How to Deal with Mosquitoes in Alaska (and elsewhere)
Posted On August 5, 2019
Last Updated on June 6, 2023
One question visitors commonly have about Alaska travel is “when can I go without bugs”?? And, I get it. Dealing with bad bugs and not be prepared is the WORST. Since you can’t control the bugs and you can’t even fully predict when they will be bad, I recommend trying not to worry about it when you’re planning your trip and instead focus on how to deal with mosquitoes in Alaska. Good news!
You can trust me on this topic, since I lived in Alaska for 7 years and my husband spent several seasons as a field archaeologist in epically buggy Gates of the Arctic National Park, which has the worst bugs I’ve ever seen. In our family we take mosquito protection seriously! Both of us have also led tours in buggy environments so we know all about how to deal with mosquitoes while exploring, hiking and camping. This is a round up of our best advice!
This post contains affiliate links, which means if you make a purchase I may receive a small commission at no additional cost to you. As an Amazon Associate, I earn from qualifying purchases
How to avoid mosquitoes in Alaska in the first place
I already mentioned that this isn’t something you can control, but you can control it a little. If you definitely for sure want to avoid all mosquitoes on your trip to Alaska, then visit in the winter! In May you can often beat the bugs (though not always) and September rarely has many bugs, if any. Learn more about the ups and downs of different months to visit Alaska here.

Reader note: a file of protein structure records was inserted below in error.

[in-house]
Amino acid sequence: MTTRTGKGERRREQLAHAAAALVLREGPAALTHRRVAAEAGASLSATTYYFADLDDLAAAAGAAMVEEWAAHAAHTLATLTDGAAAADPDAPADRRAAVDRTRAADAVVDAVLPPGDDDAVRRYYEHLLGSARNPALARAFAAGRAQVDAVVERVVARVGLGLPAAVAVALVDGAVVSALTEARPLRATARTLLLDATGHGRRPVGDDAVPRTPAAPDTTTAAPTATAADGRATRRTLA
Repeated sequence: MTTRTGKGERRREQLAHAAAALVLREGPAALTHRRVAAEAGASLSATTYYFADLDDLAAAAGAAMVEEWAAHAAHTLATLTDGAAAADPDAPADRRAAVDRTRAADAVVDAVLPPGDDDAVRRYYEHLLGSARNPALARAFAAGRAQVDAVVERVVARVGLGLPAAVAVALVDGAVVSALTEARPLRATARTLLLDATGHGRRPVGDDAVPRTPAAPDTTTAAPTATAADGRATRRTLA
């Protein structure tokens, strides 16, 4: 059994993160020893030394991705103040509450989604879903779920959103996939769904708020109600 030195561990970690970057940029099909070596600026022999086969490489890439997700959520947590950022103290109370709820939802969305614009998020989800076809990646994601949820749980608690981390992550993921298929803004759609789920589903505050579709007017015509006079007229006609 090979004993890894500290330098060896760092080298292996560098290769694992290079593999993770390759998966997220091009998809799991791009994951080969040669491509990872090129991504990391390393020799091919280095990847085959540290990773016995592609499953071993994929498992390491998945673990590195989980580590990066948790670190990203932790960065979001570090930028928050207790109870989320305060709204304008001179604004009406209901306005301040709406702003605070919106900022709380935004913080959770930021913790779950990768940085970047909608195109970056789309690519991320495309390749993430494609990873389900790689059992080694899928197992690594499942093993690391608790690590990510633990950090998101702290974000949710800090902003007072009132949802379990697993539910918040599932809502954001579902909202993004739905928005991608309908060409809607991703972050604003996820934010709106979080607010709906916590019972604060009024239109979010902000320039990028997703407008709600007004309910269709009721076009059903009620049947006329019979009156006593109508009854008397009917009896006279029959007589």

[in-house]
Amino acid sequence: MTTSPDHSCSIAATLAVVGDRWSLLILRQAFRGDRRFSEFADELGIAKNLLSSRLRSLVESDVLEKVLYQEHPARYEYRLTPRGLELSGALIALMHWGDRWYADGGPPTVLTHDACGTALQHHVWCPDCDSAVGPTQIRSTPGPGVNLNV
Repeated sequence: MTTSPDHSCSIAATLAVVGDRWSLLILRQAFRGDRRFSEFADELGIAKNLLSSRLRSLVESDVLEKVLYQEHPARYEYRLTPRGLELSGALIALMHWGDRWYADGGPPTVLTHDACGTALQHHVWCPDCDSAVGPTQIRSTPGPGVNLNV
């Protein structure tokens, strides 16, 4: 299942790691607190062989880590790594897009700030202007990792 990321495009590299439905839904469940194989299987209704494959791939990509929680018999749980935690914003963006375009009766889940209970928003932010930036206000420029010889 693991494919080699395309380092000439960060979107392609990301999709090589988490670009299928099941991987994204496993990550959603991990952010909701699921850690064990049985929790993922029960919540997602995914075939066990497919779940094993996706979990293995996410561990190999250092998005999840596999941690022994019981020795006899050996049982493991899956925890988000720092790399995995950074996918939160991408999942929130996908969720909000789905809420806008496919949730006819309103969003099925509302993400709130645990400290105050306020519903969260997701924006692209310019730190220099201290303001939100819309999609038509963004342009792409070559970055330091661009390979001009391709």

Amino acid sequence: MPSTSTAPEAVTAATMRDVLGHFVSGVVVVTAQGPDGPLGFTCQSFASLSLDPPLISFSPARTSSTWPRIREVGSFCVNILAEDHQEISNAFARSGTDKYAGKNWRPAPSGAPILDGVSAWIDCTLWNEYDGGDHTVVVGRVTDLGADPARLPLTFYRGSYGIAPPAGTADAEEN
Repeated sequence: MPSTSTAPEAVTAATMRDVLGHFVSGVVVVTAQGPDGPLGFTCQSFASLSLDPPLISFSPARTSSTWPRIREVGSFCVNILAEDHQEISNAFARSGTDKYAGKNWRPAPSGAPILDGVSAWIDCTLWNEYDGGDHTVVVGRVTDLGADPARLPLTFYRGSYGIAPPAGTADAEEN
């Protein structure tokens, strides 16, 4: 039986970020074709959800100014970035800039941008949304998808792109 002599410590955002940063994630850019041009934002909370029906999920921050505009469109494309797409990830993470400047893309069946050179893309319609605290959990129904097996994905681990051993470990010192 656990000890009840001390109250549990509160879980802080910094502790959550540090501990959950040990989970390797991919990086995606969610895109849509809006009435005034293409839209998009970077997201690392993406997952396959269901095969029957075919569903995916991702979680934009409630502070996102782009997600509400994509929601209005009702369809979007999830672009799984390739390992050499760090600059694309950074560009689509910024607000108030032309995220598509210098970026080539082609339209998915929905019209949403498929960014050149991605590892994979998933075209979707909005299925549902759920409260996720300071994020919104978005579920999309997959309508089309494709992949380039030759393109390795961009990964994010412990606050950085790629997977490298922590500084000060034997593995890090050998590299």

If you are visiting in late May, June, July and August (especially June and July) you’ll want to be prepared for mosquitoes.
Things that make mosquitoes worse
Regardless of the time of year, you can expect worse bugs when:
You’re near any type of water – river, lake, etc
The ground is wet
The further north you are (they are way worse in the Arctic than they are in Juneau, for example)
You’re changing a flat tire or setting up a tent (just kidding, I think it only feels that way)
Even without these factors, you might still be dealing with mosquitoes, but these tend to be exceptionally bad situations.
Things that make mosquitoes better
Dry locations with dry ground
Cold (freezing at night definitely ends them)
Loose fitting clothing or rain gear
A headnet – it is a complete game changer for your sanity to have this! And it weighs nothing as is cheap.
One thing that doesn’t seem to matter much is the time of day. I haven’t found that the time of day makes any difference for mosquitoes in Alaska. This is not the case in other places, when they tend to be worse and dusk and dawn.
Real talk about Bug Spray